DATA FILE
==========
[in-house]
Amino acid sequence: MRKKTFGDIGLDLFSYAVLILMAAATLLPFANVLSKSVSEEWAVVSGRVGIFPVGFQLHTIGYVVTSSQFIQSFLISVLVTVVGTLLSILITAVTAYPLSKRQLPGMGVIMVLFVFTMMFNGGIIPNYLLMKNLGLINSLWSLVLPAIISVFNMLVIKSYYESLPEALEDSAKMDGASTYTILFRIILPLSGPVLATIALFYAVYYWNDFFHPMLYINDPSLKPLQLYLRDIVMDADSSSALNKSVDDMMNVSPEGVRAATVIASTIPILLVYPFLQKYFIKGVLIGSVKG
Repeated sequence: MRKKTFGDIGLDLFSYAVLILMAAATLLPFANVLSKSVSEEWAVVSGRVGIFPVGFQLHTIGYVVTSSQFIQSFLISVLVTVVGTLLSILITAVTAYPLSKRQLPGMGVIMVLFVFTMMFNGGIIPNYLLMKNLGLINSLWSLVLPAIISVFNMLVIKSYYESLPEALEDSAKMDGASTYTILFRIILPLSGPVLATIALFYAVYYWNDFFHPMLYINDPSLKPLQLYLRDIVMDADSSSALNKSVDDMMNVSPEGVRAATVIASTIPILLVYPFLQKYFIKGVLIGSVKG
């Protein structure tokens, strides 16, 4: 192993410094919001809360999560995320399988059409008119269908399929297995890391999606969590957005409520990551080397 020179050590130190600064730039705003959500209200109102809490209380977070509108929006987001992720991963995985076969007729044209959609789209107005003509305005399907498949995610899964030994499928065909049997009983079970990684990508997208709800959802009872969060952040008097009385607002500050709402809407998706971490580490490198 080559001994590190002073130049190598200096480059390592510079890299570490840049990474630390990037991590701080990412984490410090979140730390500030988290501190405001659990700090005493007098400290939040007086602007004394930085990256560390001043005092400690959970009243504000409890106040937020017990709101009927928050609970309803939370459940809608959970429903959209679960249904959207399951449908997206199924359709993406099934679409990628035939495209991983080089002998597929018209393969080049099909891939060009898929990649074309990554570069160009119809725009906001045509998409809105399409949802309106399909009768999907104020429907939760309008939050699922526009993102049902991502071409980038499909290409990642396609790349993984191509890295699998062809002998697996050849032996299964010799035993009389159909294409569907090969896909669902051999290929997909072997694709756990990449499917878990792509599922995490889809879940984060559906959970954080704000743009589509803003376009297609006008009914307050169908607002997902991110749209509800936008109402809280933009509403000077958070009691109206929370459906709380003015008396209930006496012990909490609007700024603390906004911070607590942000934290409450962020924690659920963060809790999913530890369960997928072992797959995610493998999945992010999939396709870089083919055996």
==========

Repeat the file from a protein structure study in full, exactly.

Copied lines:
[in-house]
Amino acid sequence: MRKKTFGDIGLDLFSYAVLILMAAATLLPFANVLSKSVSEEWAVVSGRVGIFPVGFQLHTIGYVVTSSQFIQSFLISVLVTVVGTLLSILITAVTAYPLSKRQLPGMGVIMVLFVFTMMFNGGIIPNYLLMKNLGLINSLWSLVLPAIISVFNMLVIKSYYESLPEALEDSAKMDGASTYTILFRIILPLSGPVLATIALFYAVYYWNDFFHPMLYINDPSLKPLQLYLRDIVMDADSSSALNKSVDDMMNVSPEGVRAATVIASTIPILLVYPFLQKYFIKGVLIGSVKG
Repeated sequence: MRKKTFGDIGLDLFSYAVLILMAAATLLPFANVLSKSVSEEWAVVSGRVGIFPVGFQLHTIGYVVTSSQFIQSFLISVLVTVVGTLLSILITAVTAYPLSKRQLPGMGVIMVLFVFTMMFNGGIIPNYLLMKNLGLINSLWSLVLPAIISVFNMLVIKSYYESLPEALEDSAKMDGASTYTILFRIILPLSGPVLATIALFYAVYYWNDFFHPMLYINDPSLKPLQLYLRDIVMDADSSSALNKSVDDMMNVSPEGVRAATVIASTIPILLVYPFLQKYFIKGVLIGSVKG
């Protein structure tokens, strides 16, 4: 192993410094919001809360999560995320399988059409008119269908399929297995890391999606969590957005409520990551080397 020179050590130190600064730039705003959500209200109102809490209380977070509108929006987001992720991963995985076969007729044209959609789209107005003509305005399907498949995610899964030994499928065909049997009983079970990684990508997208709800959802009872969060952040008097009385607002500050709402809407998706971490580490490198 080559001994590190002073130049190598200096480059390592510079890299570490840049990474630390990037991590701080990412984490410090979140730390500030988290501190405001659990700090005493007098400290939040007086602007004394930085990256560390001043005092400690959970009243504000409890106040937020017990709101009927928050609970309803939370459940809608959970429903959209679960249904959207399951449908997206199924359709993406099934679409990628035939495209991983080089002998597929018209393969080049099909891939060009898929990649074309990554570069160009119809725009906001045509998409809105399409949802309106399909009768999907104020429907939760309008939050699922526009993102049902991502071409980038499909290409990642396609790349993984191509890295699998062809002998697996050849032996299964010799035993009389159909294409569907090969896909669902051999290929997909072997694709756990990449499917878990792509599922995490889809879940984060559906959970954080704000743009589509803003376009297609006008009914307050169908607002997902991110749209509800936008109402809280933009509403000077958070009691109206929370459906709380003015008396209930006496012990909490609007700024603390906004911070607590942000934290409450962020924690659920963060809790999913530890369960997928072992797959995610493998999945992010999939396709870089083919055996």